This month's B4B mission? Use the title of E. Lockhart's book "Fly on the Wall: How One Girl Saw Everything" as a jumping off point.
I've gotten used to buzzing through some windows each day with my morning coffee (really, it's a pepsi, but doesn't it sound better to say you have a morning latte or cappuccino, than admit to preferring full-sugar soda?). A quick glimpse into the life of this stranger, and it's on to the next one, and another set of experiences to absorb. I've found comfort from women so like me it's scary, inspiration from people worlds away, and guidance from some who are already living my dreams.
It started out with a simple google years ago. I don't remember what I was searching for when I stumbled on that first personal website (I'm not sure I'd even heard the word blog at the time...), but I was hooked immediately. Her writing was poignant and engaging. In those days, she was anonymous, which was intriguing in and of itself. I lost hours of productive work time that day going through her archives. Little by little, I started expanding my reading list by clicking through the links on her sidebar.
It was her identity reveal and link to a newly published New York Times article, however, that really expanded things for me. The article was a cautionary tale of dating in the age of the internet where you can google your dates, check to see if their online profiles are still active, and face temptation to cyberstalk them via their online presence if things don't work out. It exposed a love triangle that, to insiders, had played out on three separate blogs over the course of months the previous year. That their story ended with all three parties on friendly terms freed her to share their story. I'd read her bits and pieces of it. To be able to now go and mine the others' archives during that time period was a delicious bit of voyeurism. It also led me to the redhead's blog. Her raw honesty was almost a challenge to follow her example to process out loud and live like you mean it.
Little by little, as my list of morning reads grew, I started thinking of claiming my own bit of cyberspace. The idea of writing on a regular basis was appealing to me in the abstract, but for a long while that wasn't quite enough. Facing the reality of a friendship with benefits that was wildly out of balance, however, was. I needed somewhere to process what was going through my head. Somewhere more than just my journal or emails to friends who, I was sure, had heard about this crisis three times too many.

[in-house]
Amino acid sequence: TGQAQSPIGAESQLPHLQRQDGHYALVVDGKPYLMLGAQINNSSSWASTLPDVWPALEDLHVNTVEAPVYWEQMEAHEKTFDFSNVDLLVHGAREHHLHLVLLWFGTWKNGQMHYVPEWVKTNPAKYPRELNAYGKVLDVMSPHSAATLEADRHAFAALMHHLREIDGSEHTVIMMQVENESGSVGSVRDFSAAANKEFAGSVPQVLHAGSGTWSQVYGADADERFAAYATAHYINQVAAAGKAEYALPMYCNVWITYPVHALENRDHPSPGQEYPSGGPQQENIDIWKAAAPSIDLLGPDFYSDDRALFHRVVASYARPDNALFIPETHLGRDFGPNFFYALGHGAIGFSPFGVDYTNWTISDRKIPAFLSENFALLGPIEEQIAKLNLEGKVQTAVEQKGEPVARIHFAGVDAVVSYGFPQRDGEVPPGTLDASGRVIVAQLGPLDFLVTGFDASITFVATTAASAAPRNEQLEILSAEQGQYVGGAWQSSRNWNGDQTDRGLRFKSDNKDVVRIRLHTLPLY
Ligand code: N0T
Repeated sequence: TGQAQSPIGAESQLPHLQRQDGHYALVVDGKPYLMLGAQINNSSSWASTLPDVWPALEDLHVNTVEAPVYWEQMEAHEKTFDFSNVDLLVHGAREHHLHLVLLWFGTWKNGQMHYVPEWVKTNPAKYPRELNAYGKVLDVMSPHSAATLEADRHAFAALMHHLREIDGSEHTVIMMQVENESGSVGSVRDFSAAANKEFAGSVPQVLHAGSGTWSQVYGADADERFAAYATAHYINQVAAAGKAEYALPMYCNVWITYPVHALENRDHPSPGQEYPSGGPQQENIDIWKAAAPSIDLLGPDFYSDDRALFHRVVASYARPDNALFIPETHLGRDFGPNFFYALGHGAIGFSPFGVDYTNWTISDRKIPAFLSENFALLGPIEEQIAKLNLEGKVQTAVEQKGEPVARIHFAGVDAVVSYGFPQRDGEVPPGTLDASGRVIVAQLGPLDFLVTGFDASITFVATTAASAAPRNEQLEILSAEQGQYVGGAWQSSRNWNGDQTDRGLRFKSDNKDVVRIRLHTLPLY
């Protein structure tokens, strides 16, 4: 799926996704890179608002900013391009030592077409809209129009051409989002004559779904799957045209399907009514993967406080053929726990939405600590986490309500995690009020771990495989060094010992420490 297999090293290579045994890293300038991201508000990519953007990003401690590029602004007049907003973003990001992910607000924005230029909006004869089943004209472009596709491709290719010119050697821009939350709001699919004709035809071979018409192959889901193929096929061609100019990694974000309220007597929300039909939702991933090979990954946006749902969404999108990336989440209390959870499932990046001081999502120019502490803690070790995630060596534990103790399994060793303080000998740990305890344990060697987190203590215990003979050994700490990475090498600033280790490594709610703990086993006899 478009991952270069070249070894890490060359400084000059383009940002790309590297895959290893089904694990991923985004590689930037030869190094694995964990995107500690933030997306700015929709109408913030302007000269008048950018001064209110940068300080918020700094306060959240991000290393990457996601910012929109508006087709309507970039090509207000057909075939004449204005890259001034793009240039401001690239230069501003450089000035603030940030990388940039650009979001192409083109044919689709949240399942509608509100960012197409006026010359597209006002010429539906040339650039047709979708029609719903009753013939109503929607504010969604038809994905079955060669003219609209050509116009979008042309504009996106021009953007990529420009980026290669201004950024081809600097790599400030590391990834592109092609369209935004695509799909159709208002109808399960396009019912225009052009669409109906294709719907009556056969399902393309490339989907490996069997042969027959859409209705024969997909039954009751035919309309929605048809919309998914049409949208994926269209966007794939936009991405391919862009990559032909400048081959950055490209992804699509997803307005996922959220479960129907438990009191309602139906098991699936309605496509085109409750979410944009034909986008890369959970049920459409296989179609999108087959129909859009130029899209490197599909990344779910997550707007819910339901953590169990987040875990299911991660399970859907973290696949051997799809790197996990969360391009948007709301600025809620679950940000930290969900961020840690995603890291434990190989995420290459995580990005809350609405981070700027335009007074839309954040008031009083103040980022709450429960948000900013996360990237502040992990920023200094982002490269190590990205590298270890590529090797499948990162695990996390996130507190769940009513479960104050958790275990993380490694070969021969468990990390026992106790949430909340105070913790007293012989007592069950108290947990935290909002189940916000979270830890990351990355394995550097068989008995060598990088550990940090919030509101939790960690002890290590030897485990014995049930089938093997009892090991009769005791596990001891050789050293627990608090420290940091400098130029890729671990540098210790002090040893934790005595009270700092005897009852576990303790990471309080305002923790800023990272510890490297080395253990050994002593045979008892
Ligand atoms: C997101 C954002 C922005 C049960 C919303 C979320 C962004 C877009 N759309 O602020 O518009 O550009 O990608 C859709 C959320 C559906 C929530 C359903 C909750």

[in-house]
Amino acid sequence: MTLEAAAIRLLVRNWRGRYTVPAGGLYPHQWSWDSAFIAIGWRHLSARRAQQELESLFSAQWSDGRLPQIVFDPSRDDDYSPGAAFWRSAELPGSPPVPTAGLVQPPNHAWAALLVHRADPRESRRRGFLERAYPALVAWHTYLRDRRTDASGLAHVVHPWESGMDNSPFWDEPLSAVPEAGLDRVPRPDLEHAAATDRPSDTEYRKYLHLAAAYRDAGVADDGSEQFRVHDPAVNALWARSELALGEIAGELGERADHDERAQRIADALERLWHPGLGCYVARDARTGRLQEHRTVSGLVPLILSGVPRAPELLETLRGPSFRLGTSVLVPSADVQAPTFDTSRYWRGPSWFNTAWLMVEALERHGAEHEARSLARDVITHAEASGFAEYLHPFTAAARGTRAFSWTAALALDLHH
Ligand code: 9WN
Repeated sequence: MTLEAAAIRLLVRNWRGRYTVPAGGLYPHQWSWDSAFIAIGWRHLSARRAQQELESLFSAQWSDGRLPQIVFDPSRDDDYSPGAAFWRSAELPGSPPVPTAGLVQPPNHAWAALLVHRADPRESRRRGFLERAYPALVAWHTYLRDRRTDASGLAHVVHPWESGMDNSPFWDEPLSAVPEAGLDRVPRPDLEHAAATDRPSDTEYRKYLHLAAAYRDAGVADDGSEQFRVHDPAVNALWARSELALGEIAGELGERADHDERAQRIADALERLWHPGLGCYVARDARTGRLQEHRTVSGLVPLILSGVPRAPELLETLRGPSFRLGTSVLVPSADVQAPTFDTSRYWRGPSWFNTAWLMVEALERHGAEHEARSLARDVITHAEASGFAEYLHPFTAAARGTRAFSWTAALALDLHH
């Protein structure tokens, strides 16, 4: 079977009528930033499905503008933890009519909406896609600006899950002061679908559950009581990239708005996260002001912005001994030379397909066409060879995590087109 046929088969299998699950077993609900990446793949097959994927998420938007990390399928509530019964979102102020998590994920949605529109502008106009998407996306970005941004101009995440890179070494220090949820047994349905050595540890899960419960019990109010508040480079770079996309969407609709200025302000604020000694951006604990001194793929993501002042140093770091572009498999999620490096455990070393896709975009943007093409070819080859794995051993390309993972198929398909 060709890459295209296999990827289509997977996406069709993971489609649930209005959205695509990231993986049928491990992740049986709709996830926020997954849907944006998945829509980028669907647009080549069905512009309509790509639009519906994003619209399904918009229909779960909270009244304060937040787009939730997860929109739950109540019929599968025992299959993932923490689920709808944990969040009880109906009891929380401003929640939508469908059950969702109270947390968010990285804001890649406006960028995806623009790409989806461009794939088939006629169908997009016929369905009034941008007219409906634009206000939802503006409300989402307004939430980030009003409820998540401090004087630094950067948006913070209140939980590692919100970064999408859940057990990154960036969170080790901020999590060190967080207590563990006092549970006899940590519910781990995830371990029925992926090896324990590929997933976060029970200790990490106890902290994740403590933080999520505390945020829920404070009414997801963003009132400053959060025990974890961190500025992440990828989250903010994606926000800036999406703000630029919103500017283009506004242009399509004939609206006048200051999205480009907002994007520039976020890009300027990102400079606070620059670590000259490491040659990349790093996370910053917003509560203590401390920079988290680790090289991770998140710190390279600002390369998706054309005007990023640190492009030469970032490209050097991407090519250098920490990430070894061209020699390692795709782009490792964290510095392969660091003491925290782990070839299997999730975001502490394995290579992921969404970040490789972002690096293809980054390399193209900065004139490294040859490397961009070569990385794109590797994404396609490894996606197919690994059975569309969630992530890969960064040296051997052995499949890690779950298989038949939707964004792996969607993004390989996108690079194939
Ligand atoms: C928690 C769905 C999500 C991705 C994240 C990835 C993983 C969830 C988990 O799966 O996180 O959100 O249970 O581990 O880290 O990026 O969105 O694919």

So I started writing here--all of the things I wanted to tell him but couldn't, and in time, anything else that came to mind. Eventually, I even told a select few I was doing it. Over the past year, it's been a sanctuary, a sounding board and even an ego boost. And since I try to adhere to a few real world rules from mom (don't ever say something about someone you wouldn't want them to hear. don't lie.), I don't even mind that an increasing number of my real-world friends visit me here.
The only hard bit now is explaining why I do it to someone who doesn't groove on even the teensiest bit of voyeurism, or need a creative outlet. So far, they're the only ones who have intimated they think it's a self-important, indulgent practice (it doesn't help that they're usually also distrustful of the internet in general). For now, I choose to not share my window's not-so-secret code with them. Everyone else? They're welcome to pop on in and be a fly on my wall for a change.